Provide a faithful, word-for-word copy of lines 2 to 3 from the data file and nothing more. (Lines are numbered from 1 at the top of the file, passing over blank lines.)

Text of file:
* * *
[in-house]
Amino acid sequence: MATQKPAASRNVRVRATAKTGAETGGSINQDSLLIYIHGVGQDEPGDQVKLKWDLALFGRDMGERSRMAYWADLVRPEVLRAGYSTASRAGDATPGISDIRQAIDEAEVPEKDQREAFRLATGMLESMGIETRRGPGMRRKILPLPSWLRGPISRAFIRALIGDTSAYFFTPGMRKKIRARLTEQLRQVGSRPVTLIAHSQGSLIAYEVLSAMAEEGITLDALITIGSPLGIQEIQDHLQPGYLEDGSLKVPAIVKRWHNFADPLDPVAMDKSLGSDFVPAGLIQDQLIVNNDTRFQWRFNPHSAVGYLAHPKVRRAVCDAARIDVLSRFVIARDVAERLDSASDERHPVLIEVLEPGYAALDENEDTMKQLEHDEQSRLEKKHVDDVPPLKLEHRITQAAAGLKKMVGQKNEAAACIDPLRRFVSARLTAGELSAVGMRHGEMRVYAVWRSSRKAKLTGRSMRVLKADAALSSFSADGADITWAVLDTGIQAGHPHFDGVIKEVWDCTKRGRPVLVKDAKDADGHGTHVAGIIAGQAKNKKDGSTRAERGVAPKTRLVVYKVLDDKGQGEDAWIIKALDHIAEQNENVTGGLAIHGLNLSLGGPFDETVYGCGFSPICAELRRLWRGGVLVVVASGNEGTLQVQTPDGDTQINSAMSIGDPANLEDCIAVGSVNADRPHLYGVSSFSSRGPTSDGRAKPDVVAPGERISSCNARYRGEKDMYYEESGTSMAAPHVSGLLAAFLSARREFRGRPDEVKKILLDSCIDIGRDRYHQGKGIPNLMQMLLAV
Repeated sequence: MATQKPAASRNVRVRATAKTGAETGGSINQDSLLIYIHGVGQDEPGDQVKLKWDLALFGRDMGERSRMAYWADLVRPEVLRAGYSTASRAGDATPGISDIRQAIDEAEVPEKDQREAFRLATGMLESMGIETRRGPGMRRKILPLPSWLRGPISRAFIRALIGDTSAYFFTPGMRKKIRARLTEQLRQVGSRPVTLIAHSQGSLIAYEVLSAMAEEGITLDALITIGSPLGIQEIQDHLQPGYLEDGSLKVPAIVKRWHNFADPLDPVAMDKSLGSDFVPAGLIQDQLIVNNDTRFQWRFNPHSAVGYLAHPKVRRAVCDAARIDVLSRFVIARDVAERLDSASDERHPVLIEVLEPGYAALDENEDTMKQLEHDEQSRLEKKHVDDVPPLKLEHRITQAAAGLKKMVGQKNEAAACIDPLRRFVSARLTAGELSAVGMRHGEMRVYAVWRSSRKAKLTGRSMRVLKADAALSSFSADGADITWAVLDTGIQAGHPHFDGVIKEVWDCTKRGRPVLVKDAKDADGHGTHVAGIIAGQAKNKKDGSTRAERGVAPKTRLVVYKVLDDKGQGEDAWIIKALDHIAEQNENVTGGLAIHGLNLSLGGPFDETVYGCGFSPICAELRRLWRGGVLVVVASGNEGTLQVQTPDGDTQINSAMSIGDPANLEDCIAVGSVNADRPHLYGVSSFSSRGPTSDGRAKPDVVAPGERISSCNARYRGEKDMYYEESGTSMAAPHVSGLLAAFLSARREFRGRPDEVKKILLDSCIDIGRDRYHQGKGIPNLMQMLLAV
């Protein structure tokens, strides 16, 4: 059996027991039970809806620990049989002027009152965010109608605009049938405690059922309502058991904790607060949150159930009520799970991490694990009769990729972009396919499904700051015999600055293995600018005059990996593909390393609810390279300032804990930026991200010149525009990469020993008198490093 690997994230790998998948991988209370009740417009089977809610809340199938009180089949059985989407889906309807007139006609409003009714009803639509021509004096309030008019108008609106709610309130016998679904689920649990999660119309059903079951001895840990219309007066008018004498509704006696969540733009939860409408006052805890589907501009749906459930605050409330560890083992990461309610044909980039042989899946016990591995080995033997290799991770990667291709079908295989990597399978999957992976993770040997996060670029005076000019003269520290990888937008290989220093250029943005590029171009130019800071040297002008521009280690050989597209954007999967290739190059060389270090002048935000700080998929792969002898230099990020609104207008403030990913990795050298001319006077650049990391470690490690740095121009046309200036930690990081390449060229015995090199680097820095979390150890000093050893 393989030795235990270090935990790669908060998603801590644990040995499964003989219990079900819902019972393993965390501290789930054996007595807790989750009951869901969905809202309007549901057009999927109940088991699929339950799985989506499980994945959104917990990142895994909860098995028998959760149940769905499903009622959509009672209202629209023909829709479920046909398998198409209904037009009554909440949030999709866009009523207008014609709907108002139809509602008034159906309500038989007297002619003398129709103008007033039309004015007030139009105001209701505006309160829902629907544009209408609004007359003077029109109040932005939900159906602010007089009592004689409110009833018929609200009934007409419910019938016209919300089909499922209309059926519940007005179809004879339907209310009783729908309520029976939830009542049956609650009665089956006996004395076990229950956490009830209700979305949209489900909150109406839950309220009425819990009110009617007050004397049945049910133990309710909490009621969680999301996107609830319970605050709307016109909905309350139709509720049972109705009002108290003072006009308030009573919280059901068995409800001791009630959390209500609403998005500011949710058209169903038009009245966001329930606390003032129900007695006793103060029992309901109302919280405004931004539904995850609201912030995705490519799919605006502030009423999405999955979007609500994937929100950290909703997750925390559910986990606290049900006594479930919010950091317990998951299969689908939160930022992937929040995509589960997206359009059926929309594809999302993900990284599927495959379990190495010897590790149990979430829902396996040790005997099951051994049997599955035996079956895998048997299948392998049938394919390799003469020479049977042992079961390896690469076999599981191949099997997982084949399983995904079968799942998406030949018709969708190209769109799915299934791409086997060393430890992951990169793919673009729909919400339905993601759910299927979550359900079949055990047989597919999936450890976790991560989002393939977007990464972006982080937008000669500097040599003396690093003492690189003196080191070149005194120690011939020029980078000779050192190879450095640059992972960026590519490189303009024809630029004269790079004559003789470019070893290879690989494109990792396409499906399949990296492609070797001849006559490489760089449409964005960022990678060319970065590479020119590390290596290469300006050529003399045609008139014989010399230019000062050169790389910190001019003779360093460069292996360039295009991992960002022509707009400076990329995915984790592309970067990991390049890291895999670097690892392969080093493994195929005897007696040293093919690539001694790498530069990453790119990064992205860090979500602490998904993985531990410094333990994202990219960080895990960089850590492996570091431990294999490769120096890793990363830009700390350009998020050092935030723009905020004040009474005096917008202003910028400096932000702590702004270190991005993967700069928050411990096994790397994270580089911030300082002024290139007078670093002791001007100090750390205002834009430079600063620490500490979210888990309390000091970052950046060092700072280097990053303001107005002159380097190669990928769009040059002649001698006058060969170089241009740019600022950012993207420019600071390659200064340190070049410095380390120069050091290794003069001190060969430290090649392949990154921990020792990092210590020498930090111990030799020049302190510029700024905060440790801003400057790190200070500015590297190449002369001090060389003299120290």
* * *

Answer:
Amino acid sequence: MATQKPAASRNVRVRATAKTGAETGGSINQDSLLIYIHGVGQDEPGDQVKLKWDLALFGRDMGERSRMAYWADLVRPEVLRAGYSTASRAGDATPGISDIRQAIDEAEVPEKDQREAFRLATGMLESMGIETRRGPGMRRKILPLPSWLRGPISRAFIRALIGDTSAYFFTPGMRKKIRARLTEQLRQVGSRPVTLIAHSQGSLIAYEVLSAMAEEGITLDALITIGSPLGIQEIQDHLQPGYLEDGSLKVPAIVKRWHNFADPLDPVAMDKSLGSDFVPAGLIQDQLIVNNDTRFQWRFNPHSAVGYLAHPKVRRAVCDAARIDVLSRFVIARDVAERLDSASDERHPVLIEVLEPGYAALDENEDTMKQLEHDEQSRLEKKHVDDVPPLKLEHRITQAAAGLKKMVGQKNEAAACIDPLRRFVSARLTAGELSAVGMRHGEMRVYAVWRSSRKAKLTGRSMRVLKADAALSSFSADGADITWAVLDTGIQAGHPHFDGVIKEVWDCTKRGRPVLVKDAKDADGHGTHVAGIIAGQAKNKKDGSTRAERGVAPKTRLVVYKVLDDKGQGEDAWIIKALDHIAEQNENVTGGLAIHGLNLSLGGPFDETVYGCGFSPICAELRRLWRGGVLVVVASGNEGTLQVQTPDGDTQINSAMSIGDPANLEDCIAVGSVNADRPHLYGVSSFSSRGPTSDGRAKPDVVAPGERISSCNARYRGEKDMYYEESGTSMAAPHVSGLLAAFLSARREFRGRPDEVKKILLDSCIDIGRDRYHQGKGIPNLMQMLLAV
Repeated sequence: MATQKPAASRNVRVRATAKTGAETGGSINQDSLLIYIHGVGQDEPGDQVKLKWDLALFGRDMGERSRMAYWADLVRPEVLRAGYSTASRAGDATPGISDIRQAIDEAEVPEKDQREAFRLATGMLESMGIETRRGPGMRRKILPLPSWLRGPISRAFIRALIGDTSAYFFTPGMRKKIRARLTEQLRQVGSRPVTLIAHSQGSLIAYEVLSAMAEEGITLDALITIGSPLGIQEIQDHLQPGYLEDGSLKVPAIVKRWHNFADPLDPVAMDKSLGSDFVPAGLIQDQLIVNNDTRFQWRFNPHSAVGYLAHPKVRRAVCDAARIDVLSRFVIARDVAERLDSASDERHPVLIEVLEPGYAALDENEDTMKQLEHDEQSRLEKKHVDDVPPLKLEHRITQAAAGLKKMVGQKNEAAACIDPLRRFVSARLTAGELSAVGMRHGEMRVYAVWRSSRKAKLTGRSMRVLKADAALSSFSADGADITWAVLDTGIQAGHPHFDGVIKEVWDCTKRGRPVLVKDAKDADGHGTHVAGIIAGQAKNKKDGSTRAERGVAPKTRLVVYKVLDDKGQGEDAWIIKALDHIAEQNENVTGGLAIHGLNLSLGGPFDETVYGCGFSPICAELRRLWRGGVLVVVASGNEGTLQVQTPDGDTQINSAMSIGDPANLEDCIAVGSVNADRPHLYGVSSFSSRGPTSDGRAKPDVVAPGERISSCNARYRGEKDMYYEESGTSMAAPHVSGLLAAFLSARREFRGRPDEVKKILLDSCIDIGRDRYHQGKGIPNLMQMLLAV